What is the actual cause of Osgood-Schlatter’s Disease and the other sister apophysitis conditions such as Sever’s disease and Sinding-Larsen-Johansen disease?
Jenny Strickland has embarked on new research to try and find out.
These are common overuse conditions that affect young athletes during their secondary growth spurts – typically during their early adolescence. They are incredibly debilitating and can end many a sporting career As yet no-one has discovered the cause although there have been many well-founded theories based on observations. It seems that the children most likely to be affected are very active and/or rapidly growing. As part of her study into understanding Osgood-Schlatters and the other apophysitis conditions, Jenny has started a research study into growth rates and changes to muscle flexibility in academy footballers. It is hoped that by tracking a large cohort of athletes with a high intensity of training and ballistic activity (jumping, kicking and sprinting), Jenny and the academy physiotherapists can document which athletes develop OSD or Sever’s disease. “We can hopefully then track back and see if there are any common factors that could be used to predict which athletes are vulnerable and maybe prevent these conditions from happening in the first place.”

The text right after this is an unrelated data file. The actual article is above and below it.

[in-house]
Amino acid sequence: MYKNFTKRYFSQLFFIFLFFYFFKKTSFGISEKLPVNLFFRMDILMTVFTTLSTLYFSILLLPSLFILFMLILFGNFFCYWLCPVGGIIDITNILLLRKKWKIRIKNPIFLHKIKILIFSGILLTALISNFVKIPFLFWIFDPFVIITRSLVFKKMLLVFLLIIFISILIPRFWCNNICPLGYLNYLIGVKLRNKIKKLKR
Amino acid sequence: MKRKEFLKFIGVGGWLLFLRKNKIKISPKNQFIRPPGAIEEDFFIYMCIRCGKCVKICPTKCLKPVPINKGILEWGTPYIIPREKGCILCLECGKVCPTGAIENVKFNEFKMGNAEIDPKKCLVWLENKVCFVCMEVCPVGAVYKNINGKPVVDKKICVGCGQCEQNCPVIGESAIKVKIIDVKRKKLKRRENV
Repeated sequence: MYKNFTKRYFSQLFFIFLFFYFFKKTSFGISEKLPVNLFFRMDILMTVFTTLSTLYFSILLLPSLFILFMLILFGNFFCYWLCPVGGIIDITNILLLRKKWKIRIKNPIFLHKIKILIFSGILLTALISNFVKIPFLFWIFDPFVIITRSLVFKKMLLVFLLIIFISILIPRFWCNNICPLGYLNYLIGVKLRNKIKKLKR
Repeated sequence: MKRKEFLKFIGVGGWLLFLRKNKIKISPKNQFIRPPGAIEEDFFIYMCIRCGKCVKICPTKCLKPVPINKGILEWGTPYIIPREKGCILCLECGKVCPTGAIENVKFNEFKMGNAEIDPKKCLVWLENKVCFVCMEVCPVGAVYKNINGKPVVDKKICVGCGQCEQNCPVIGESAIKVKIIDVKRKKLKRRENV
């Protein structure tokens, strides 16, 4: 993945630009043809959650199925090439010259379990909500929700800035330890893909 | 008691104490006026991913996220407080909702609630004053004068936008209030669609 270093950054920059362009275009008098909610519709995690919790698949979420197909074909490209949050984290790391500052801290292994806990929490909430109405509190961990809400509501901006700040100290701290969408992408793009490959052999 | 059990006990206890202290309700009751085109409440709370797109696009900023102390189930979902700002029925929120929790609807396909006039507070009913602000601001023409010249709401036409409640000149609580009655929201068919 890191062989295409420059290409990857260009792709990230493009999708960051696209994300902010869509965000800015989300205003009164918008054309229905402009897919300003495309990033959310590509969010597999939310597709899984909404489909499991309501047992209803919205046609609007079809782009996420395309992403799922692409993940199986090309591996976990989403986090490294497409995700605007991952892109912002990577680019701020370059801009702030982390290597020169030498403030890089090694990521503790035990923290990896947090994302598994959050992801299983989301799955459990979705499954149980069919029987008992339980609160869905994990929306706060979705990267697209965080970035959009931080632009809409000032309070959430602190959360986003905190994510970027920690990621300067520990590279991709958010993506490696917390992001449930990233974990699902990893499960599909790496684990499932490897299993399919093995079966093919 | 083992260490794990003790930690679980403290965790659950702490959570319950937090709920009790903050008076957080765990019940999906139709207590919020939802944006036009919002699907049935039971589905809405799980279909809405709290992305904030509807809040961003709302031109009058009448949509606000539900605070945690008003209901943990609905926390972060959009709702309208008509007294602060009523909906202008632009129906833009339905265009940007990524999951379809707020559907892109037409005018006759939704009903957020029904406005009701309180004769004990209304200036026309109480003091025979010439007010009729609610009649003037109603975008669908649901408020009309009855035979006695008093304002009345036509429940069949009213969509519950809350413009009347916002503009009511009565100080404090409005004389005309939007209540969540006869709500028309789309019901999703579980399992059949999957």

Jenny has received University Ethical approval for a pilot study with a large London professional football
club, and hopes it will lead to a longer trial over 2 years tracking the growth of over 60 academy boys aged
“I am thrilled to be able to instigate a proper study into this poorly researched area. If we can identify the
cause(s) of these apophysitis conditions then we should be able to prevent them”.
And that, of course, will be of benefit to hundreds of thousands of young athletes from around the world – truly ‘making a difference’.